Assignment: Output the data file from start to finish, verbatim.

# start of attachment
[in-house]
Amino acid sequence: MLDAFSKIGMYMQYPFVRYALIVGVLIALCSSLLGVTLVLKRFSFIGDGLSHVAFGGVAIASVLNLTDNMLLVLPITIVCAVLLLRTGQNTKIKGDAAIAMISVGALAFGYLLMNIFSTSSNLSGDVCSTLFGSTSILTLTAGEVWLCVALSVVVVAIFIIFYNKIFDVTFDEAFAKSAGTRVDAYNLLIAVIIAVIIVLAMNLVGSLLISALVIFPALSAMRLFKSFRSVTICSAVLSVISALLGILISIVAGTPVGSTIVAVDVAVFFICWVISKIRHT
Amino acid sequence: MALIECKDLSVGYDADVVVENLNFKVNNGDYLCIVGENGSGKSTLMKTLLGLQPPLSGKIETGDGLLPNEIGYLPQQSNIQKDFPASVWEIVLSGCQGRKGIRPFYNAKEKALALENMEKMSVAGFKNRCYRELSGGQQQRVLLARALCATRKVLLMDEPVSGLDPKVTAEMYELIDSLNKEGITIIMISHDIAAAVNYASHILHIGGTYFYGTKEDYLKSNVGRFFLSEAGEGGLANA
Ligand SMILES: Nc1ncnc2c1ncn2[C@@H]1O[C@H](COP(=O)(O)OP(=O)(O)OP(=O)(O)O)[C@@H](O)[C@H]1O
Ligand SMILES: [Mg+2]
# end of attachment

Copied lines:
[in-house]
Amino acid sequence: MLDAFSKIGMYMQYPFVRYALIVGVLIALCSSLLGVTLVLKRFSFIGDGLSHVAFGGVAIASVLNLTDNMLLVLPITIVCAVLLLRTGQNTKIKGDAAIAMISVGALAFGYLLMNIFSTSSNLSGDVCSTLFGSTSILTLTAGEVWLCVALSVVVVAIFIIFYNKIFDVTFDEAFAKSAGTRVDAYNLLIAVIIAVIIVLAMNLVGSLLISALVIFPALSAMRLFKSFRSVTICSAVLSVISALLGILISIVAGTPVGSTIVAVDVAVFFICWVISKIRHT
Amino acid sequence: MALIECKDLSVGYDADVVVENLNFKVNNGDYLCIVGENGSGKSTLMKTLLGLQPPLSGKIETGDGLLPNEIGYLPQQSNIQKDFPASVWEIVLSGCQGRKGIRPFYNAKEKALALENMEKMSVAGFKNRCYRELSGGQQQRVLLARALCATRKVLLMDEPVSGLDPKVTAEMYELIDSLNKEGITIIMISHDIAAAVNYASHILHIGGTYFYGTKEDYLKSNVGRFFLSEAGEGGLANA
Ligand SMILES: Nc1ncnc2c1ncn2[C@@H]1O[C@H](COP(=O)(O)OP(=O)(O)OP(=O)(O)O)[C@@H](O)[C@H]1O
Ligand SMILES: [Mg+2]